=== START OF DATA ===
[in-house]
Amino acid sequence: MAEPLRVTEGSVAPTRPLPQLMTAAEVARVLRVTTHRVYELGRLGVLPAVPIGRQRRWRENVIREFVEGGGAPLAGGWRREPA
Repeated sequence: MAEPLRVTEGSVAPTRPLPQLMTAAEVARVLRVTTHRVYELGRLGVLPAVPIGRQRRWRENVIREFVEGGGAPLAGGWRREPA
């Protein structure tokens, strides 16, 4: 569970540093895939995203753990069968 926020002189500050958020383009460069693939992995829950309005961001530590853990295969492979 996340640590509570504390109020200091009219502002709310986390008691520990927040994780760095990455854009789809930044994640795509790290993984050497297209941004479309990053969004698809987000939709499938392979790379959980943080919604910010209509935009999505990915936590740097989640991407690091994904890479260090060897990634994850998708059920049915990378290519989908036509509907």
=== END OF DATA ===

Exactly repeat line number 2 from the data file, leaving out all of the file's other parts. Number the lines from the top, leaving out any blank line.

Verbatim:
Amino acid sequence: MAEPLRVTEGSVAPTRPLPQLMTAAEVARVLRVTTHRVYELGRLGVLPAVPIGRQRRWRENVIREFVEGGGAPLAGGWRREPA